IO length (bytes): Num read IOs: Num write IOs: [ 4096 - 8191) 0 24 [ 524288 - 1048575) 8 0 [1048576 - 2097151) 208 0 Average IO-latency distribution stats for CDisk CD_02_enkcel01 Number of Reads iosize-latency distribution IO len(B)\IO lat(us) || [ 4096 | [ 8192 | [ 16384 | [ 32768 | [ 65536 | [ 131072 | [ 262144 | || 8191) | 16383) | 32767) | 65535) | 131071) | 262143) | 524287) | ---------------------||------------|------------|------------|------------|------------|------------|------------| [ 524288, 1048575) || 0 | 0 | 3 | 1 | 0 | 2 | 2 | [ 1048576, 2097151) || 1 | 3 | 15 | 22 | 89 | 59 | 19 |
As can be seen, the statistics have been reset (on the local cell/storage server!). This makes diagnosing the physical IO subsystem of Exadata possible!
I spent the first two sessions of the DOUG event watching Mike Dietrich presenting on 12c upgrades, pluggable databases and new features. I’ve seen some of his stuff already during the LAOTN Tour (Southern Leg), but his presentations have changed a little since I last saw them. To quote Noons,
“Mike’s talk is superb. No bull, just down to facts…”
I think that sums it up nicely.
After that I did my two sessions for this event. One on virtualisation and one on WebLogic. It was quite a strange day for me as I did two talks that had no demos and both were on areas that are not my main skill set. A mixture scary and fun rolled in to one. I literally finished my talk, put my laptop in my bag and got in a taxi for the airport, so I didn’t have any time to mingle after the sessions. I hope they went down OK. With a bit of luck I will get to do another conference in Denmark and spend more time talking to the attendees outside the sessions.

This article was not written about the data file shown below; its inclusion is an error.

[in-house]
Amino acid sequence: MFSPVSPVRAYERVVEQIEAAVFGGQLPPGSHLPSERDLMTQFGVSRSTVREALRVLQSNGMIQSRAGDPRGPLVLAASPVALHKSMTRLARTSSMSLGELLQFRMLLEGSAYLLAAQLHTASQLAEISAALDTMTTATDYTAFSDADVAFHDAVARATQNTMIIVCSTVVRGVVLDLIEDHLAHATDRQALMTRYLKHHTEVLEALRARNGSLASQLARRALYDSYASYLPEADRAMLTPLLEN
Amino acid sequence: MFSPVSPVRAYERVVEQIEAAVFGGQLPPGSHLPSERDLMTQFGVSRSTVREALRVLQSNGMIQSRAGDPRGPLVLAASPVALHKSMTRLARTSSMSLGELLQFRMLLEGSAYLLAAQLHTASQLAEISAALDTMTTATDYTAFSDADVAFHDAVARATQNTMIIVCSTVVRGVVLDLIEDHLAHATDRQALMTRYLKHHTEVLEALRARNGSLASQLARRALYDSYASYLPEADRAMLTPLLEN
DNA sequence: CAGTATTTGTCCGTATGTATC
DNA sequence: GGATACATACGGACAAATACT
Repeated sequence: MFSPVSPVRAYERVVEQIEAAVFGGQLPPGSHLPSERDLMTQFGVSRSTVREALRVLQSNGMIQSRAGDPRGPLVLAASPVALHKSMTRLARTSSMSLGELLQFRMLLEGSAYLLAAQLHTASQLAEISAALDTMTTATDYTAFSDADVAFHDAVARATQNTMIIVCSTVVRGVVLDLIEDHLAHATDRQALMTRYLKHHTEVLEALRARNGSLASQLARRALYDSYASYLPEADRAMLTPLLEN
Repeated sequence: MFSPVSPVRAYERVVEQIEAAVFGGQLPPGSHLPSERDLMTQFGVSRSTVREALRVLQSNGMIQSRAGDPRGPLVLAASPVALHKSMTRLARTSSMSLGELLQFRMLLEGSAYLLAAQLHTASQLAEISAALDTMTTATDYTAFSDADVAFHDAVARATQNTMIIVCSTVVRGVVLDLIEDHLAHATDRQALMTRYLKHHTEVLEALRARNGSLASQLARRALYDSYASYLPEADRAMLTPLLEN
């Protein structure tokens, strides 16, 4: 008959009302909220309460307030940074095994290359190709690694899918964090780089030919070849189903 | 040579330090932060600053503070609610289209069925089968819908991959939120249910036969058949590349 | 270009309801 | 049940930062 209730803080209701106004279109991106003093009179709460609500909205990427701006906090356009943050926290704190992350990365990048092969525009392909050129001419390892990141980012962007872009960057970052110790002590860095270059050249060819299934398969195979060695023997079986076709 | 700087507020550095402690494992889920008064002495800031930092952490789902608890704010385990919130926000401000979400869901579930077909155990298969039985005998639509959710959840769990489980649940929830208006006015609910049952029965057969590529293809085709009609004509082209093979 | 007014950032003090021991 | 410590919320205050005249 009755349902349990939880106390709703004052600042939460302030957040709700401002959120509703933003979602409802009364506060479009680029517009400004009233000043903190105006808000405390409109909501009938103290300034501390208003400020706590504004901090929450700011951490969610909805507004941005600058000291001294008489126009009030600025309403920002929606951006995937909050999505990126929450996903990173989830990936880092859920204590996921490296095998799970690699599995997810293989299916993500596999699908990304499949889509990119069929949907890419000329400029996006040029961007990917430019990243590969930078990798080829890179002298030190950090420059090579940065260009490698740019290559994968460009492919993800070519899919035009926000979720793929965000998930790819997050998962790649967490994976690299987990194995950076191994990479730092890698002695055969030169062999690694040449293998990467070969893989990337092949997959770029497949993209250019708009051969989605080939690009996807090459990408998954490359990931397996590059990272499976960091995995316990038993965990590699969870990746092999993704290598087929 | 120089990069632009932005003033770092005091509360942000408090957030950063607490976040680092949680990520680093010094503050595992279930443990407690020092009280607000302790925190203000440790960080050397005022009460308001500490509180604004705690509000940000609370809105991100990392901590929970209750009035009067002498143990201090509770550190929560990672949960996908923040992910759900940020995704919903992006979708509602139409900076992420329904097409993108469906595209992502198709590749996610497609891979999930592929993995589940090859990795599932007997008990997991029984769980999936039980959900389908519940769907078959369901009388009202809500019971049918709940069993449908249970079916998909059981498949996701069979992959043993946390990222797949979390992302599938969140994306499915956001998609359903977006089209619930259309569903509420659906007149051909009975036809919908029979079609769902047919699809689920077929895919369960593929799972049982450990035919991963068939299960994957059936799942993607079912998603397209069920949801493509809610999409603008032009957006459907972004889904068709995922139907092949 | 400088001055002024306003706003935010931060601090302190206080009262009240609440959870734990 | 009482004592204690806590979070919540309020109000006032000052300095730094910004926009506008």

Note. The presentations rooms had bowls of sweets. Connor McDonald will know exactly what happened.
When you are administering an Exadata or more Exadata’s, you probably have multiple databases running on different database or “computing” nodes. In order to understand what kind of IO you are doing, you can look inside the statistics of your database, and look in the data dictionary what that instance or instances (in case of RAC) have been doing. When using Exadata there is a near 100% chance you are using either normal redundancy or high redundancy, of which most people know the impact of the “write amplification” of both normal and high redundancy of ASM (the write statistics in the Oracle data dictionary do not reflect the additional writes needed to satisfy normal (#IO times 2) or high (#IO times 3) redundancy). This means there might be difference in IOs between what you measure or think for your database is doing, and actually is done at the storage level.
But what if you want to know what is happening on the storage level, so on the level of the cell or actually “cellsrv”, which is the process which makes IO flow to your databases? One option is to run “iostat -x”, but that gives a list that is quite hard readable (too much disk devices); and: it doesn’t show you what the reason for the IO was: redo write? controlfile read? Archivelog? This would especially be great if you want to understand what is happening if your IO behaves different than you expect, and you’ve ruled out IORM.
Well, it is possible to get an IO overview (cumulative since startup)! Every storage server keeps a table of IO reasons. This table can be dumped into a trace file on the cell; to generate a dump with an overview of what kind of IOs are done; use “cellcli” locally on a cell, and enter the following command: